Overseas Institutional Visit Report: Hannah Bailey
Hannah's research focus is on 'Nudging social tenants: effects, ethics and evaluation of behavioural insights', and is a comparative study of social housing in both the UK and the Netherlands. As part of her visit Hannah developed her Dutch language skills and was able to appropriately modify her research design based on her abilities.
Hannah used the opportunity to network as extensively as possible with housing practitioners, academics and tertiary parties such as consultancies. As a result of this, the NSOB, the school who train Dutch civil servants, are interested in collaborating on papers with Hannah and she has been able to identify possible sites for her future fieldwork trips. It also enabled her to identify challenges that she can work on while in the UK to ensure that her fieldwork is more productive, as her topic seems to be developing differently in the Netherlands.
During her visit, Hannah attended a variety of seminars and other events, including a seminar on Researching Urban Cities and a tenant consultation event. This event was of great benefit to her research as she got to observe how the Dutch do such events completely differently to the English, which helped to develop her ideas around some aspects of her research. She also attended a Behavioural Change conference for practitioners, allowing her to network with key people, discuss her research, and get a sense of what was important to practitioners in the Netherlands.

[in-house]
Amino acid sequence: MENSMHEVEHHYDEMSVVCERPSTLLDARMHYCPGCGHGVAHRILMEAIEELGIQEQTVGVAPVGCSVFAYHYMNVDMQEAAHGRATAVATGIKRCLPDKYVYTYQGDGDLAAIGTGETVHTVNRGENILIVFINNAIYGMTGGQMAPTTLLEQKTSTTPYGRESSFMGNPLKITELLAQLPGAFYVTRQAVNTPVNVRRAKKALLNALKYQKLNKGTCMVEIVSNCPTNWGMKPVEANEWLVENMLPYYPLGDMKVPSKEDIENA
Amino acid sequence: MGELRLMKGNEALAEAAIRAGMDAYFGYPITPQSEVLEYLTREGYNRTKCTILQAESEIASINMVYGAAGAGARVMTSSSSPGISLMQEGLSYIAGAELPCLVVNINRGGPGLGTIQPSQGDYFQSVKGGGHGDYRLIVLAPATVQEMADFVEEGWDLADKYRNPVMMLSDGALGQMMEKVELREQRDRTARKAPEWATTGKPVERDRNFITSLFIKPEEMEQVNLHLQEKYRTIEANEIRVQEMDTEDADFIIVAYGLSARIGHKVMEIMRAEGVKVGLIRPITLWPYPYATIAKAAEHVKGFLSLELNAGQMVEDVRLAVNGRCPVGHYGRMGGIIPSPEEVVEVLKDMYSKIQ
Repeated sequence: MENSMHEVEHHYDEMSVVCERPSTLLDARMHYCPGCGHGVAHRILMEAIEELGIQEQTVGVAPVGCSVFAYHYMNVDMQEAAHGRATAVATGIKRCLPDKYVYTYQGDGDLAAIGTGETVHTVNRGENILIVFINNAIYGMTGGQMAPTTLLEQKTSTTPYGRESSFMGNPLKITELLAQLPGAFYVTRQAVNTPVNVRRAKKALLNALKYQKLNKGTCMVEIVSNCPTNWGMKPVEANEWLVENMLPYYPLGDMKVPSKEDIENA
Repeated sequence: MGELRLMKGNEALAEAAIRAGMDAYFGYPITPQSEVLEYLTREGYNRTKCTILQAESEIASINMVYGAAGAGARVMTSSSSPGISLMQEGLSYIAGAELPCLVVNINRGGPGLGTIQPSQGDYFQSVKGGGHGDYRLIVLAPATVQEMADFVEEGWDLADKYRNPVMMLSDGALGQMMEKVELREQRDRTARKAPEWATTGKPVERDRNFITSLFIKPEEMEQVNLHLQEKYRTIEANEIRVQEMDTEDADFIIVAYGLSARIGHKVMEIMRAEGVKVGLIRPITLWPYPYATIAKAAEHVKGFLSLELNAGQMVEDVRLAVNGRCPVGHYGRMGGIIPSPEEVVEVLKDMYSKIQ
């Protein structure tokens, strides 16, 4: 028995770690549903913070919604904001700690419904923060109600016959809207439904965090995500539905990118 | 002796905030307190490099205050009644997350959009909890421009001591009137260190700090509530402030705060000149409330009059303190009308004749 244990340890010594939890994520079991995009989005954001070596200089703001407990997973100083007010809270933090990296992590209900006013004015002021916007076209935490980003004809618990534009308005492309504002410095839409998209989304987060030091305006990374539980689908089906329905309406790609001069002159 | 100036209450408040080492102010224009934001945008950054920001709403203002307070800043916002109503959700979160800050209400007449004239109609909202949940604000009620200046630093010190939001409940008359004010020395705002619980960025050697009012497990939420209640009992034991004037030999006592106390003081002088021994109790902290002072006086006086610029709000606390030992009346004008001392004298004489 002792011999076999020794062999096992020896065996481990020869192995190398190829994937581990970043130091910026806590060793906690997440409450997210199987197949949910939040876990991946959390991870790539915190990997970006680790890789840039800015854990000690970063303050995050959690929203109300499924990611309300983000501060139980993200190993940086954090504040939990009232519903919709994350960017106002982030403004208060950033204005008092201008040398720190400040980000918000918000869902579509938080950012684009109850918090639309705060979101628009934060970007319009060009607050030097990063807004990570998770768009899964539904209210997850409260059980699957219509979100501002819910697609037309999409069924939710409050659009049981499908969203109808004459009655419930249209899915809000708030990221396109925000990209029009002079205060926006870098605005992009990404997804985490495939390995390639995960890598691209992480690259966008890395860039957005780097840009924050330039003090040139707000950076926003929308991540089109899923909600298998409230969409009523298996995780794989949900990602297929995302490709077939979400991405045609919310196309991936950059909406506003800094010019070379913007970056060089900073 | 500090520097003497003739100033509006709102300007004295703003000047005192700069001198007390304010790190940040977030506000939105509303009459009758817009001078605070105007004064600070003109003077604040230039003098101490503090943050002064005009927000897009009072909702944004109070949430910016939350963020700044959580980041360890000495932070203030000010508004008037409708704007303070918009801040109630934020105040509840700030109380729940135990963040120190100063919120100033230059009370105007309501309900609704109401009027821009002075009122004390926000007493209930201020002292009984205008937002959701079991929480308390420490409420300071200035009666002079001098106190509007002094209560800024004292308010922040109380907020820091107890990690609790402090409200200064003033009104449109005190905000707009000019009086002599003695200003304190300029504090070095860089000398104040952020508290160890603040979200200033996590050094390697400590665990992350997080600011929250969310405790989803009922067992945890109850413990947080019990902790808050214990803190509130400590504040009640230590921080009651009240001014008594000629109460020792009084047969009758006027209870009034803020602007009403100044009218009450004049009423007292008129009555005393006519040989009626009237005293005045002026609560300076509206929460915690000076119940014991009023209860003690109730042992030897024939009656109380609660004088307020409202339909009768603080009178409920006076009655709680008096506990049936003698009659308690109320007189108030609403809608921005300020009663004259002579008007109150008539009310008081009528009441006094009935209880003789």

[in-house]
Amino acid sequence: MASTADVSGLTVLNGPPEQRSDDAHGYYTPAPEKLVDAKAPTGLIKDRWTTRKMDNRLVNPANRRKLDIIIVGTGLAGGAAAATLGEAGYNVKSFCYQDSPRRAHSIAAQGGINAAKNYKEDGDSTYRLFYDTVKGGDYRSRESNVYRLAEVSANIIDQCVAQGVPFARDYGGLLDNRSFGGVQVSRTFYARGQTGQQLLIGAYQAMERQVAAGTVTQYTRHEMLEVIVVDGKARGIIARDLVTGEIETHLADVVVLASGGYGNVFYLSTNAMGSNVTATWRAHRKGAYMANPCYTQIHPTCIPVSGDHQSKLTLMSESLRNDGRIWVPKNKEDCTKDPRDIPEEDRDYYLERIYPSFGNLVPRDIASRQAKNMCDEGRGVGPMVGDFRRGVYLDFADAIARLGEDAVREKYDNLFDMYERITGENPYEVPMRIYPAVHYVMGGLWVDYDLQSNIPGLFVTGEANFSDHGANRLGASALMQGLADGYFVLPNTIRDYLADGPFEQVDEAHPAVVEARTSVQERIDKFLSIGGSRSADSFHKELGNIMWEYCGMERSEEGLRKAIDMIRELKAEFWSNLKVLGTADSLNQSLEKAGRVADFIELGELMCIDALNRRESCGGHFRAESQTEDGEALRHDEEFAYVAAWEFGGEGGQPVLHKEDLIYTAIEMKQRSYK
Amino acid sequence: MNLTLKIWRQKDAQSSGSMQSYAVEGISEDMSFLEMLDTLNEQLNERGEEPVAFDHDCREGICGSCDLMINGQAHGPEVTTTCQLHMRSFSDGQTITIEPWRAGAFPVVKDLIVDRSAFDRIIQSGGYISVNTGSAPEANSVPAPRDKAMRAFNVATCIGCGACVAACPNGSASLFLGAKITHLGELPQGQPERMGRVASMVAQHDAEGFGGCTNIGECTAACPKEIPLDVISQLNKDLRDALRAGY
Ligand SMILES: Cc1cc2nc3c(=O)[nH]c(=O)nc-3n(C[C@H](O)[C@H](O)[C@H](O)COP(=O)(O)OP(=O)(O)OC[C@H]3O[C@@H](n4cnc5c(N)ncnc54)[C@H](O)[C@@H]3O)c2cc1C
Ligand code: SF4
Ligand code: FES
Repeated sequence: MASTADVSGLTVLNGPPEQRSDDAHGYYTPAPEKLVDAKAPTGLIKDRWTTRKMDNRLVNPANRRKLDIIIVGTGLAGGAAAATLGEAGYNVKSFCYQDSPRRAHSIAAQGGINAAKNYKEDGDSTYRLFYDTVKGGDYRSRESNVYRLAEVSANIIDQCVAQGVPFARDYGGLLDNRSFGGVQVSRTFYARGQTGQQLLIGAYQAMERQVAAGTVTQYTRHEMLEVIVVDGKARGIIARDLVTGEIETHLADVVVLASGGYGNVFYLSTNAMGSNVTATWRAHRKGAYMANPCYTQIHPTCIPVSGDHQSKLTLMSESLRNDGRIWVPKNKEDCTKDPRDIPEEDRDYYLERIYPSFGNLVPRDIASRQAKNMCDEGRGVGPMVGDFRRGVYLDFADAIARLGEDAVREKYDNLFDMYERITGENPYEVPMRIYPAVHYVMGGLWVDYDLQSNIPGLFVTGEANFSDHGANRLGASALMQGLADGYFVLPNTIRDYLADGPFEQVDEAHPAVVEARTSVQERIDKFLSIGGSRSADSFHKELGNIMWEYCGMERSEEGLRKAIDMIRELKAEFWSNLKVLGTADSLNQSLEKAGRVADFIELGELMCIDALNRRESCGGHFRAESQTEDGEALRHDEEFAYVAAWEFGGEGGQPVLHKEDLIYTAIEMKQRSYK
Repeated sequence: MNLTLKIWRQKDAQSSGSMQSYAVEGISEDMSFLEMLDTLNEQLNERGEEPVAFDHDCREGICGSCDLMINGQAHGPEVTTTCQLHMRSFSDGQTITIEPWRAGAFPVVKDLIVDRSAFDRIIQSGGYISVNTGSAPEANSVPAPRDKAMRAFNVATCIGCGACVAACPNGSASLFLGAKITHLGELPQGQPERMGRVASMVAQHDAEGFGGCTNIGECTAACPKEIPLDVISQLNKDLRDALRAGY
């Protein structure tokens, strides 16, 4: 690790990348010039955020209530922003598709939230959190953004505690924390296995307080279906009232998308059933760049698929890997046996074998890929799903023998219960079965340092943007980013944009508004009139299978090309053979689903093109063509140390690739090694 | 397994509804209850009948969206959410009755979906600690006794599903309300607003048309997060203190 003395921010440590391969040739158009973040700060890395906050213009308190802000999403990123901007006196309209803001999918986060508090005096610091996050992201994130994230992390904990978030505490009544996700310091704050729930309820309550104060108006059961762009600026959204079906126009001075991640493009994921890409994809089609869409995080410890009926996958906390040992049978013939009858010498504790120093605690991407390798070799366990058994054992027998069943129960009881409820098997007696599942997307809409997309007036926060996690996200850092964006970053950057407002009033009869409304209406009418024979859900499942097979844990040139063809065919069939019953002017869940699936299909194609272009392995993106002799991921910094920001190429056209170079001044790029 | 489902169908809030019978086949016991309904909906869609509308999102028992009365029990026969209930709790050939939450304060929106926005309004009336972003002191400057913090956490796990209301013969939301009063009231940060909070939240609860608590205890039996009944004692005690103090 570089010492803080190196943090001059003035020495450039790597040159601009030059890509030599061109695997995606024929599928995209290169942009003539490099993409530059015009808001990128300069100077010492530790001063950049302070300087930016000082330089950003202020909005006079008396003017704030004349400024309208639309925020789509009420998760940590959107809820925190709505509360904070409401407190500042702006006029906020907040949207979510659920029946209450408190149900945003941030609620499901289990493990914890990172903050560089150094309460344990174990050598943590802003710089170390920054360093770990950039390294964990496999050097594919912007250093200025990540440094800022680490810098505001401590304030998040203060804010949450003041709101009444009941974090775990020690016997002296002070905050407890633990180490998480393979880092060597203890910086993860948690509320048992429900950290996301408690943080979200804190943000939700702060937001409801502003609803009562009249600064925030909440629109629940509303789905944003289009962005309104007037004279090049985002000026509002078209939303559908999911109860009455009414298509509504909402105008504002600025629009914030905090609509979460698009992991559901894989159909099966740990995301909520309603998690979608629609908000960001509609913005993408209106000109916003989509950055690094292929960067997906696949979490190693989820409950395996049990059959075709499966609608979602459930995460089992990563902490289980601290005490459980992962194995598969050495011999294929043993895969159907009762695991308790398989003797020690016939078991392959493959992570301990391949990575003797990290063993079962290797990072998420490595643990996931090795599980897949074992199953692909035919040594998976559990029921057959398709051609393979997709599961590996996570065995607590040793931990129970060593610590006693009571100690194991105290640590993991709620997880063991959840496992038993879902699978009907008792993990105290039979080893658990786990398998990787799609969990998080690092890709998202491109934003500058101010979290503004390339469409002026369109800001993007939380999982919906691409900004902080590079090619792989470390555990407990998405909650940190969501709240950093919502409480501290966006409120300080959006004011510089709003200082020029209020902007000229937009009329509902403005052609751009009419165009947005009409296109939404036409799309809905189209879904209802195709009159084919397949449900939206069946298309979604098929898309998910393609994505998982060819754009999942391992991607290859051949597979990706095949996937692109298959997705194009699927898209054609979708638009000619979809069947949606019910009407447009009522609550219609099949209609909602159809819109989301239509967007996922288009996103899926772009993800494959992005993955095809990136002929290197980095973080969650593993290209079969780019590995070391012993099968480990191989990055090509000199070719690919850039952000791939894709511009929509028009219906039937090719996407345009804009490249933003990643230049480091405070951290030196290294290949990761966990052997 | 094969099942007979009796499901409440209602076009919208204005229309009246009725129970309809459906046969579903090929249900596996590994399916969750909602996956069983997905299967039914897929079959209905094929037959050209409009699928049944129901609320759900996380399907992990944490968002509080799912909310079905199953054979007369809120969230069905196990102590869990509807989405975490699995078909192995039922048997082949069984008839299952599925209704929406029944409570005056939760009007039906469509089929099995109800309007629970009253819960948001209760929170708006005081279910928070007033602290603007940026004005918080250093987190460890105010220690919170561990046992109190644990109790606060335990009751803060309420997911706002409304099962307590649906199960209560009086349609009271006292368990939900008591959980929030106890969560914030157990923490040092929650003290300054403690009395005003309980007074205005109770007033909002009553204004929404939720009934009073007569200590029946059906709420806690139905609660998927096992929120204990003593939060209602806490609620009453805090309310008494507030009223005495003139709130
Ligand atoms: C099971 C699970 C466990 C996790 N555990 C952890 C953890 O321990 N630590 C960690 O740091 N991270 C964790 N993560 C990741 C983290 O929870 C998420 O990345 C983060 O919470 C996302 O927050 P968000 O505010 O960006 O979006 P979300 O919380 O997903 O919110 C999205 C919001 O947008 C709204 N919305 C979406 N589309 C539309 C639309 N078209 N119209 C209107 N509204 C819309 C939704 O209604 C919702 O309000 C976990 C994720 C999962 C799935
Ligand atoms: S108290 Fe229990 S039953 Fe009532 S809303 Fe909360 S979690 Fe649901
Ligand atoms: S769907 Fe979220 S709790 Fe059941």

Hannah also produced an article for 24 Housing on Undermining Crime and its relevance for Social Housing in England. The article has since been widely shared on Twitter and resulted in Hannah being invited to present at a sector network event and invited to the executive committee of a housing provider. This article has helped Hannah to raise her profile within the sector, resulting in greater access to events. The article is available on the 24 Housing website.
Hannah commented on the overall benefits of the overseas institutional visit: “Having the time to immerse myself in Dutch culture and meet a mix of Dutch people in both work time and social time has benefited the way I think about my research. I now feel better able to pick up on subtle cultural differences between England and the Netherlands and know what is important in my reading, which will help improve my literature review and analysis.
It has made me more interested in looking to either academic work in the Netherlands, or international consultancy work post-PhD, as I met an international consultant so that type of work feels more possible to me. Visiting universities and meeting academics gave me a sense of the ‘lay of the land’ of Dutch universities and a sense of whether I would like to work there.”